The LEGO games are coming out fast and furious (well, maybe not so furious with those affable yellow faces) with the latest Star Wars version recently released and LEGO Pirates of the Caribbean: The Video Game close on its heels, coming up already in May. Since it%26rsquo;s the first LEGO Pirates game, but the release coincides with the fourth Pirates movie, LEGO Pirates manages to cram all four Pirates movies into its story, which we%26rsquo;re sure will lead to bite-sized individual movie portions, but is that really a bad thing? Particularly with how convoluted and bloated the movie plots increasingly became, a bit of snipping here and there would probably result in no loss of coherence while at the same time tightening up the pacing (which was certainly needed in the last two movies).
Above: All screens from the 360/PS3/PC version
The core mechanics of the LEGO series haven%26rsquo;t changed, so you%26rsquo;ll be bashing environmental objects and gobbling up endless trails of studs while swapping characters to solve puzzles and engage in blood-free combat. The draw here, of course, is the whimsical LEGO approach to a familiar film franchise, which fits perfectly with Pirates since the films are already rather tongue-in-cheek on their own. Little details matter here and the devs haven%26rsquo;t missed out on the opportunities, such as nailing the goofy way that Jack Sparrow runs, with his legs out in front of him, his shoulders leaning back to where he%26rsquo;s about to fall over.
We saw a level from Dead Man%26rsquo;s Chest where you%26rsquo;ll roll around in the ball-shaped cages made from human bones in a fashion that reminded us of Marble Madness. With an AI or co-op partner in tow, you ascend a cliff face by rolling over enemies and activating water-powered pulleys and giant Ferris-wheel like devices. The environments are particularly pretty and certainly the best looking amongst the LEGO games so far, with trees swaying in the breeze and luscious waterfalls shimmering everywhere. You can also swim underwater now to explore the fishy depths, and if you happen to be one of the cursed characters (who are essentially undead) you%26rsquo;ll sink like a stone in water and can walk around on the bottom indefinitely.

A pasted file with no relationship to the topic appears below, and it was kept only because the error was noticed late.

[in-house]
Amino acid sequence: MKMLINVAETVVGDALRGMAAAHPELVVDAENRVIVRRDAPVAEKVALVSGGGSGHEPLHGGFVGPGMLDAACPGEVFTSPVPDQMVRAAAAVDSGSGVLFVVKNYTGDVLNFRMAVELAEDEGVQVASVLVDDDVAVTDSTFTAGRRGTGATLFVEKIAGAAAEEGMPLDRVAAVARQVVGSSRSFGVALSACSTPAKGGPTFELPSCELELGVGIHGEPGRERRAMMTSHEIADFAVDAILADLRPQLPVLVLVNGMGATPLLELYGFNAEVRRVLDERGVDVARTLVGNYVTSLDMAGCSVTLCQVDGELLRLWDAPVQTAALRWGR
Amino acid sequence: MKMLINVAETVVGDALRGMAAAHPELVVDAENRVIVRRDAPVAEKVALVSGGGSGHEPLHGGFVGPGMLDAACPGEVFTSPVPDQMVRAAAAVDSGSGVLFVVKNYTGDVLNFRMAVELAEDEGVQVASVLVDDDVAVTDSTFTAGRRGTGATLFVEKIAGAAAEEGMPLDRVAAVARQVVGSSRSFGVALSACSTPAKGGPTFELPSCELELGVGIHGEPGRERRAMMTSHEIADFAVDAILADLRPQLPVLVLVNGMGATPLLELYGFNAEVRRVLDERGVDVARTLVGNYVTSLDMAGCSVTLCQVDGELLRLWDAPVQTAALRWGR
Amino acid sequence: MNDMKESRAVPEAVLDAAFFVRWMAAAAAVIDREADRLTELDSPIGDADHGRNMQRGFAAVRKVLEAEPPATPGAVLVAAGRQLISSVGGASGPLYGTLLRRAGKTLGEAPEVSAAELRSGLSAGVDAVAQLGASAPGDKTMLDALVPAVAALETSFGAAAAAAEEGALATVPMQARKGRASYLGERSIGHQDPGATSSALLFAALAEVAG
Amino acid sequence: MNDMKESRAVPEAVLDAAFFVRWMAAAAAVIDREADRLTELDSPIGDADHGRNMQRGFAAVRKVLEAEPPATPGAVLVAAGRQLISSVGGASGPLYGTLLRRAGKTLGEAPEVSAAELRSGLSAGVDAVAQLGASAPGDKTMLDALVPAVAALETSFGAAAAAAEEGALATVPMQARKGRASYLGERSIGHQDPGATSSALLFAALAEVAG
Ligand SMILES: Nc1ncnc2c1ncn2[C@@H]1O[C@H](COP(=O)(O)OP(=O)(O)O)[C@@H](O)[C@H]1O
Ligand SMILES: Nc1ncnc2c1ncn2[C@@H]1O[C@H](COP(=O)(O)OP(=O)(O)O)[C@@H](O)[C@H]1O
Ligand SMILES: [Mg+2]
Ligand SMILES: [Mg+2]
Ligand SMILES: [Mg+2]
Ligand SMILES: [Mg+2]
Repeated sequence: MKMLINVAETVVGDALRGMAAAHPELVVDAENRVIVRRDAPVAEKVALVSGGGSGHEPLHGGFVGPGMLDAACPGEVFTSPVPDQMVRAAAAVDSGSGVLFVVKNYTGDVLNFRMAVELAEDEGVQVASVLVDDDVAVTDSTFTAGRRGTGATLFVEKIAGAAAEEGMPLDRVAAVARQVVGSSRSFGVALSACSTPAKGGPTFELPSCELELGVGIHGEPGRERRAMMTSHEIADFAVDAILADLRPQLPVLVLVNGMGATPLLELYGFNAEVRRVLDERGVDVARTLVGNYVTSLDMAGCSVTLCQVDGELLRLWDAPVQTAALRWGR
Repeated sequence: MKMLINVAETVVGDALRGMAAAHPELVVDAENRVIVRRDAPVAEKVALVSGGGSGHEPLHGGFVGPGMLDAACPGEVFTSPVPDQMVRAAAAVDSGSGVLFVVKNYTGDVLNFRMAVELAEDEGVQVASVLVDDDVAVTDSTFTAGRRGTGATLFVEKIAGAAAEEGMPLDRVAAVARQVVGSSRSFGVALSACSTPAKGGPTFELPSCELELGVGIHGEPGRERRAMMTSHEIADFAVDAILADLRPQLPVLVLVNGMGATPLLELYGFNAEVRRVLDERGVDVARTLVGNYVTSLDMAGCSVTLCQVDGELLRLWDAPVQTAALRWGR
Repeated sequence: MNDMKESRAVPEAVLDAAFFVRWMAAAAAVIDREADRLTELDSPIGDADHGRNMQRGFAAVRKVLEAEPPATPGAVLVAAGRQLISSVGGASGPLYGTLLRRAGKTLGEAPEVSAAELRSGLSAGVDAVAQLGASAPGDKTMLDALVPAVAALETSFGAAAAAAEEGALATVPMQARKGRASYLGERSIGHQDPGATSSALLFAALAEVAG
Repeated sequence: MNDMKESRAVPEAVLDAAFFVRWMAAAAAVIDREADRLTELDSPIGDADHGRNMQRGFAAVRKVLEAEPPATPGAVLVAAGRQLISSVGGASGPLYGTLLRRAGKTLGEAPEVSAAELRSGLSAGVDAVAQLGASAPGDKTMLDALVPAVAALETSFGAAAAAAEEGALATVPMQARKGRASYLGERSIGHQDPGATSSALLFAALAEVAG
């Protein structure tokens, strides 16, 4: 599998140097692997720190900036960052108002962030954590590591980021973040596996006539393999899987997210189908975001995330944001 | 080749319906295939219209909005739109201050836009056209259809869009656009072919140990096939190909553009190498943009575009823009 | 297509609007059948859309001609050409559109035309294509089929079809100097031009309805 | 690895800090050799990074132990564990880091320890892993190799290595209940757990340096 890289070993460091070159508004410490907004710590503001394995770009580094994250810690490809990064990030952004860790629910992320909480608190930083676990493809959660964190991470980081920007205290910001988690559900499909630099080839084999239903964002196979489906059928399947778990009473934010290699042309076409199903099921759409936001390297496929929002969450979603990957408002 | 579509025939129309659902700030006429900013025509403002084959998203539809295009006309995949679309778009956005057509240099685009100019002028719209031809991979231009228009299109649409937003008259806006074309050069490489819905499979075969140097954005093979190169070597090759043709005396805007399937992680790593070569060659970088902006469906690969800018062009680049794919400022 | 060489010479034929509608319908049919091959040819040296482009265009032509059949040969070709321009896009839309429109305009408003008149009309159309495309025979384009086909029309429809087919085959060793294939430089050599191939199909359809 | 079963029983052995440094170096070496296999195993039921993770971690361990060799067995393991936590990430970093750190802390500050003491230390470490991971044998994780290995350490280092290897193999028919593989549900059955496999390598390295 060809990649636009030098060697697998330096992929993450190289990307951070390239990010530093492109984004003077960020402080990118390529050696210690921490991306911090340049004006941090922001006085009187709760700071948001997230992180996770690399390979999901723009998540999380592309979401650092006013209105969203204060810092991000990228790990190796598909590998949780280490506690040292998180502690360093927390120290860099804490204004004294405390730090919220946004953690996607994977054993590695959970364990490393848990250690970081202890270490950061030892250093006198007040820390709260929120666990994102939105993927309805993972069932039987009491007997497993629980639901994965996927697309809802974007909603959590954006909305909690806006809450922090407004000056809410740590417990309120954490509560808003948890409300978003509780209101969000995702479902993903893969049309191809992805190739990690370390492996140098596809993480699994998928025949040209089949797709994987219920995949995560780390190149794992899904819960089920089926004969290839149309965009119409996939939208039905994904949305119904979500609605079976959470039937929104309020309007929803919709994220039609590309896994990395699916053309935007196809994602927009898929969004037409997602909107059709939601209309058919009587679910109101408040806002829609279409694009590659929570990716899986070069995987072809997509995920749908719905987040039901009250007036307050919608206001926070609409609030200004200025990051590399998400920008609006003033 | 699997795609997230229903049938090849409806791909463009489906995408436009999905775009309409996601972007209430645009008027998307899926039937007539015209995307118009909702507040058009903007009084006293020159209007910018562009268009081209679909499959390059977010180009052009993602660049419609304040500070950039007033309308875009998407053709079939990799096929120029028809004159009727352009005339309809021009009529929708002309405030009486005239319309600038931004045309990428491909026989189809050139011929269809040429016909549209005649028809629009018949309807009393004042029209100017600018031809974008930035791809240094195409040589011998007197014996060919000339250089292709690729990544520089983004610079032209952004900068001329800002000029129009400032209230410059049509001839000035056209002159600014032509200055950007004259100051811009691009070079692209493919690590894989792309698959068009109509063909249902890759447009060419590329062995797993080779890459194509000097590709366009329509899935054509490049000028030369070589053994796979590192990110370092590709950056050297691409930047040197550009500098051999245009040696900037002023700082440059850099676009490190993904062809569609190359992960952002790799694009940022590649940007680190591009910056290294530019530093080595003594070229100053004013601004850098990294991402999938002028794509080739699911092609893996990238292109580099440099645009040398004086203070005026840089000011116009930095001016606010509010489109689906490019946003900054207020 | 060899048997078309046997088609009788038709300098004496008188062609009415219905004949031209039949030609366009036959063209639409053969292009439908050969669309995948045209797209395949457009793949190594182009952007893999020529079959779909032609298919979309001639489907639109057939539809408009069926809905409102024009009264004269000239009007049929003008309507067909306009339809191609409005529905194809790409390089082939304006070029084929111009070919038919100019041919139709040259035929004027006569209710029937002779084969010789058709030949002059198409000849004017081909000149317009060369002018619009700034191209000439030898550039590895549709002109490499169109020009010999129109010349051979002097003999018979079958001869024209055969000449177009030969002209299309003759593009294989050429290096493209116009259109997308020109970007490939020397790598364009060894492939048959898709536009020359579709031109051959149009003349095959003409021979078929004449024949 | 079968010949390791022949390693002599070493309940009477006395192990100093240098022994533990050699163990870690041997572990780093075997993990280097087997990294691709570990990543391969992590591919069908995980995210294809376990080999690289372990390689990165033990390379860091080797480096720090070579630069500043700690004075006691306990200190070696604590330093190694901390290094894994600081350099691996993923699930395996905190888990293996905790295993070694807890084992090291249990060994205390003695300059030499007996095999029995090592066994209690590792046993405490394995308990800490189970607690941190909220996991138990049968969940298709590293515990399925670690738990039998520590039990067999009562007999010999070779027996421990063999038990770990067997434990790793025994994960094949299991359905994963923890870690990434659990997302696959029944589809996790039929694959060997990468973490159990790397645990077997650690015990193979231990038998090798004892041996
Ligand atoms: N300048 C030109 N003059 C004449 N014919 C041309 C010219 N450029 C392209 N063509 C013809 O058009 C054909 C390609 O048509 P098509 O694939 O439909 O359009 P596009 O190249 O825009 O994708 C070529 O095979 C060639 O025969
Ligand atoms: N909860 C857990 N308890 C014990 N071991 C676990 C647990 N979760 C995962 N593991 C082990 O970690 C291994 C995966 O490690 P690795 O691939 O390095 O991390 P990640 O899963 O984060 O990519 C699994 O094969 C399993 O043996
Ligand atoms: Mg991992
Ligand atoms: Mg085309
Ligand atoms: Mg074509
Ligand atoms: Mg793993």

Next we saw the Brethren Court from the third movie, which perfectly captures the look of the actual Pirates of the Caribbean ride at Disneyland that the movies are based upon %26ndash; there are rickety wooden walkways snaking around a rocky mountain-island, with waterfalls and huge sections of wrecked ships protruding from the land as makeshift apartments. Here you can make use of Jack%26rsquo;s compass, which creates a trail of studs that you can follow to invisible buried treasure. This level also showcased the puzzle-heavy elements of the game %26ndash; there was no combat whatsoever in this level, instead tasking the player with various mini challenges involving switches and physics puzzles.
Lastly we got to play another level from the third movie, this time on the deck of the Black Pearl within the Maelstrom from the film%26rsquo;s finale. Our job was to assemble the ingredients needed to free Calypso and cause her to grow into a giant. It was a hybrid puzzle/combat level, punctuating each LEGO-building puzzle with enemies leaping onto the ship%26rsquo;s deck. Aside from the simple hack-and-slash sword fighting, we also built cannons and fired upon the Flying Dutchman. Part of the adventure involved climbing the ship%26rsquo;s rigging and zip-lining across the masts while the secondary characters provided some goofy comedy relief.
We also got to play the 3DS version, which plays almost exactly like the bigger console version with some key differences: it%26rsquo;s a single-player only game, so that means no partner AI along with the lack of co-op. On the same Maelstrom level we had some swordfights with Davy Jones but they were underwhelming QTE affairs designed to not tax a child%26rsquo;s patience. On the plus side, the Street Pass feature allows you to build your own custom fighter which then has automatic %26ldquo;fights%26rdquo; with other 3DS owners, which will net you money to buy more characters, so it sounds like a surprisingly robust feature that could have easily been throwaway.
We didn%26rsquo;t get to see anything from the fourth movie so sadly we can%26rsquo;t spoil anything about its plot. LEGO Pirates is shaping up to be exactly what you expect from a LEGO game, with all the humor (we chuckled more than once during our time) and the best visuals to date. It%26rsquo;s not daring to break the mold, but then it%26rsquo;s main point for existing is to charm the kids and we have no doubt it will do exactly that.
Apr 22, 2011